The three marketing films were produced primarily for delivery from SliceStoppa’s website and are hosted on their YouTube channel (and also Video Artisan’s Vimeo channel). These consist of a general introduction to SliceStoppa, a short ‘teaser’ promo and a short film that explains what a golf slice is and how SliceStoppa helps golfers remove slicing and hooking from their game.

Introducing SliceStoppa

What is a Slice?

SliceStoppa Teaser

These marketing films were shot at three locations, including Topgolf at Chigwell, Ilford Golf Club and also outside the Video Artisan studio here in Loughton, Essex. Filming took around two days to complete and around three days to edit. Apart from one Action Camera shot on the teaser film, all material was shot using a Canon 5D DSLR. This is also the first instance where we have voiced the video ourselves too – but not until after the client had auditioned a number of voiceover artists.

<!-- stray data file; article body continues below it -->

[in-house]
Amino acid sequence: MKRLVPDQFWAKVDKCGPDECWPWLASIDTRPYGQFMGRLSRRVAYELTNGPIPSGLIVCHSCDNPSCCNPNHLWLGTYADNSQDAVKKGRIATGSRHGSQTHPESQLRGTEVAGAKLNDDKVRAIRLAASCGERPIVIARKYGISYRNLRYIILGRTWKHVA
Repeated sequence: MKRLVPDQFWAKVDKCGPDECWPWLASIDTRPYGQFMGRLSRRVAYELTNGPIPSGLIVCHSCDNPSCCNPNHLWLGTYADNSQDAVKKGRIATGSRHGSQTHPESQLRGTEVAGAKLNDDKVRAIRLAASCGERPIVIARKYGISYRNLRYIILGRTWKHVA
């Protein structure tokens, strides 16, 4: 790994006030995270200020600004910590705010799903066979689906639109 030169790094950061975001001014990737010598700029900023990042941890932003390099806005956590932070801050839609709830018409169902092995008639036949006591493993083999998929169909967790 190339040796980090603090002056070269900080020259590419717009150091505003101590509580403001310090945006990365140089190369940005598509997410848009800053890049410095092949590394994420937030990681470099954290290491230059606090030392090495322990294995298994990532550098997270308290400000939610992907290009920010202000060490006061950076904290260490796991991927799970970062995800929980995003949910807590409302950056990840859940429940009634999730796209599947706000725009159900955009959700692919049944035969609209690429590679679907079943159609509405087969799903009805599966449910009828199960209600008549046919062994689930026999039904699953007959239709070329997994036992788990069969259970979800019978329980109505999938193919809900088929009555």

Further Marketing Films

Within a week of being launched the initial interest in the product has been excellent and it has already been taken up by Groupon where it is selling really well. The website has also attracted interest from other golf retailers, golf professional and other specialist retailers. Once product sales increase SliceStoppa have plans to produce further marketing films to demonstrate the additional drills which the product can be used for.

If you have new or existing products that could benefit from marketing films, or you would like to hear about our complete marketing services, please do not hesitate to contact us.